And it's not as if the Lakers intend to keep someone on board who can still run the Triangle.  They've made it pretty clear that they intend to move away from it (and besides, it will be a small wonder if anybody associated with last year's coaching staff would even want to continue with the team).  Now, maybe some of these big name assistant coaches that are being tossed through the rumor mill will be brought on board, and the Lakers will end up in good hands on both sides of the ball.  It's a decent possibility, which is promoted by Mike Brown's willingness to delegate on the side of the ball in which he knows he's not the best mind.  But don't try to sell us "Mike Brown will improve our defense, and that's what we weren't so good at" when the offense will change more than the defense will because of his hire.

Reason #3:  Mike Brown is willing to coach at the price we're willing to pay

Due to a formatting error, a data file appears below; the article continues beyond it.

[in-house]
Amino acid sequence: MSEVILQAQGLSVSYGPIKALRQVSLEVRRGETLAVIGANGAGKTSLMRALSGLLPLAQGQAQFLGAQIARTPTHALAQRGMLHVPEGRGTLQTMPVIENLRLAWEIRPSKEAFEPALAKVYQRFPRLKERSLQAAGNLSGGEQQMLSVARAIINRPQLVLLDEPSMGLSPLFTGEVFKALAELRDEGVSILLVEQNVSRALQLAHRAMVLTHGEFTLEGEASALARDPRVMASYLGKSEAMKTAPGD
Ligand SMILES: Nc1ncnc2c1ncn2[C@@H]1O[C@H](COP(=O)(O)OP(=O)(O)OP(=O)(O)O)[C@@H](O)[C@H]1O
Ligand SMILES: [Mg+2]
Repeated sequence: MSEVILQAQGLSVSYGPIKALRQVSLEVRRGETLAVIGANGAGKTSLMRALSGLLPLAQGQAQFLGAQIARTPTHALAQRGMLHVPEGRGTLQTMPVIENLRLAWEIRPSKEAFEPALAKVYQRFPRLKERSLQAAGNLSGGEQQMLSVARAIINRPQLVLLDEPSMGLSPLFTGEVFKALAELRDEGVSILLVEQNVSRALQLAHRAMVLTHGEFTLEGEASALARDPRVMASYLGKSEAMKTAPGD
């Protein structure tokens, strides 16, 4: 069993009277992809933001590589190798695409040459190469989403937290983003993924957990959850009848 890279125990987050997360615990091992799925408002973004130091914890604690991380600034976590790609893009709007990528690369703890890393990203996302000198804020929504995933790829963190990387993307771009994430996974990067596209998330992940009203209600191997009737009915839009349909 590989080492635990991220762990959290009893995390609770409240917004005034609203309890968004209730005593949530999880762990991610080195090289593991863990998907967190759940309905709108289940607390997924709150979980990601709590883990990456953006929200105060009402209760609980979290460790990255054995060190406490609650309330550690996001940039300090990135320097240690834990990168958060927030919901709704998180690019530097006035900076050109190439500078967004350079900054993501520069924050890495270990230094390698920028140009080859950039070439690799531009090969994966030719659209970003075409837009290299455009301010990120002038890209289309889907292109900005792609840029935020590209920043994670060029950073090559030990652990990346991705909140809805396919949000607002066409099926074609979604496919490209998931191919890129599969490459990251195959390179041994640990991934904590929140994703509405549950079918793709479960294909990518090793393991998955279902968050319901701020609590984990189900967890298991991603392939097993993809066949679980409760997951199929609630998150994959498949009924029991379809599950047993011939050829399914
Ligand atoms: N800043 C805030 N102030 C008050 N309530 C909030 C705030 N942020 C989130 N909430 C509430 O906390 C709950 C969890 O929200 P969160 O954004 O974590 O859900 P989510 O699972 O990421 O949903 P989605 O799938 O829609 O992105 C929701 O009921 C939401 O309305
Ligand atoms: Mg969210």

It's none of my business how much the Lakers want to pay their head coach.  If they want to pay $10 million a year to get the best in the business, cool.  If they want to pay $4 million a year to get a good coach, sure.  If they want to pay $100K to get me to coach the team, I'm all in.  But the Lakers have the most expensive roster in the league, by a wide margin.  And they are locked into most of that expensive roster for years to come.  This is not a roster that you bargain shop a coach for.  To steal a great line from one of our commenters, this is like putting BBQ sauce on a lobster.